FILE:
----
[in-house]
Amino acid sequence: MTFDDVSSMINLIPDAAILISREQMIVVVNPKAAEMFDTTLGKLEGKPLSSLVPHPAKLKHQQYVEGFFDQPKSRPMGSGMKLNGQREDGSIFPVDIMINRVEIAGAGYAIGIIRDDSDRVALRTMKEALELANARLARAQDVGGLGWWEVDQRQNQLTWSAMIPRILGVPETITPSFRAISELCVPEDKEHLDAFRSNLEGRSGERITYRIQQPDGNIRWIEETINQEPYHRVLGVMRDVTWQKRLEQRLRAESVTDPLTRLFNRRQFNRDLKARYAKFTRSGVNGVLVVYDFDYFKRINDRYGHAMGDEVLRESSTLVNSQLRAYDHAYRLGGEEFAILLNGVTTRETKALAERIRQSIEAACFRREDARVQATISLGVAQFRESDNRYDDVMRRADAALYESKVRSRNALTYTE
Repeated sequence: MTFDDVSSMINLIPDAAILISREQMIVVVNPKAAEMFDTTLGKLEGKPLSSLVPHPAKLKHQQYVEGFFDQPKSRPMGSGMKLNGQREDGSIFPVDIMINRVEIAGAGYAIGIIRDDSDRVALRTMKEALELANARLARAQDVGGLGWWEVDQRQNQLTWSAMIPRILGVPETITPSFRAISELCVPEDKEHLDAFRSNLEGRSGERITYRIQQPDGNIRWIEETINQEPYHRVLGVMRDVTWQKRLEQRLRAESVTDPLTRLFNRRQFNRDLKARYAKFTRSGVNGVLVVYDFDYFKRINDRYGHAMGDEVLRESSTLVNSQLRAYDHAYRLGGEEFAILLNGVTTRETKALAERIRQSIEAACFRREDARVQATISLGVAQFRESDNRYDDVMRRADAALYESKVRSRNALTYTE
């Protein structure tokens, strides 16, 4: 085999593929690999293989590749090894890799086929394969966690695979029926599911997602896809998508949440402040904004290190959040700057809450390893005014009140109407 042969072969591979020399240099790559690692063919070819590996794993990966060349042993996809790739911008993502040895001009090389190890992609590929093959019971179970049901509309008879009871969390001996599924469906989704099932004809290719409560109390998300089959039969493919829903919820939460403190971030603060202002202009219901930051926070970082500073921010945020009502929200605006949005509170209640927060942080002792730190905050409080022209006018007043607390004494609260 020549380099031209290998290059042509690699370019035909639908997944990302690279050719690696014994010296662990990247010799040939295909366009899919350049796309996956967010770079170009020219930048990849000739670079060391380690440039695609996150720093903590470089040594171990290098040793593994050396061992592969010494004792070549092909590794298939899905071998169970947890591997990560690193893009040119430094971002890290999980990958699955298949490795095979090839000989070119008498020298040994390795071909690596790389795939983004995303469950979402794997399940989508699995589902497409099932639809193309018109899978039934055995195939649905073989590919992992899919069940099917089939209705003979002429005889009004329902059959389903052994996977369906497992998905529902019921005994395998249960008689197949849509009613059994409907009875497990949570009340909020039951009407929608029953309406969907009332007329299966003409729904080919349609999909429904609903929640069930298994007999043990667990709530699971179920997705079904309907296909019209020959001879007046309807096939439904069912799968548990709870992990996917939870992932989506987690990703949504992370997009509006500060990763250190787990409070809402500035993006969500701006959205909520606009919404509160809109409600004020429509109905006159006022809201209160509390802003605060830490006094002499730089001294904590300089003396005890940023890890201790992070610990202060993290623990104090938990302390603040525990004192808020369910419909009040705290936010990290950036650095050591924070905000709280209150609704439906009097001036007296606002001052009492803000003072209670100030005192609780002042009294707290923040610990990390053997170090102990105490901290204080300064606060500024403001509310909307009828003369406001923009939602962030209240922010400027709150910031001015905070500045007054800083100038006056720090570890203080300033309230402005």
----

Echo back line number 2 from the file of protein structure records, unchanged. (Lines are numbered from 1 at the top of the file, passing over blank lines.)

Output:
Amino acid sequence: MTFDDVSSMINLIPDAAILISREQMIVVVNPKAAEMFDTTLGKLEGKPLSSLVPHPAKLKHQQYVEGFFDQPKSRPMGSGMKLNGQREDGSIFPVDIMINRVEIAGAGYAIGIIRDDSDRVALRTMKEALELANARLARAQDVGGLGWWEVDQRQNQLTWSAMIPRILGVPETITPSFRAISELCVPEDKEHLDAFRSNLEGRSGERITYRIQQPDGNIRWIEETINQEPYHRVLGVMRDVTWQKRLEQRLRAESVTDPLTRLFNRRQFNRDLKARYAKFTRSGVNGVLVVYDFDYFKRINDRYGHAMGDEVLRESSTLVNSQLRAYDHAYRLGGEEFAILLNGVTTRETKALAERIRQSIEAACFRREDARVQATISLGVAQFRESDNRYDDVMRRADAALYESKVRSRNALTYTE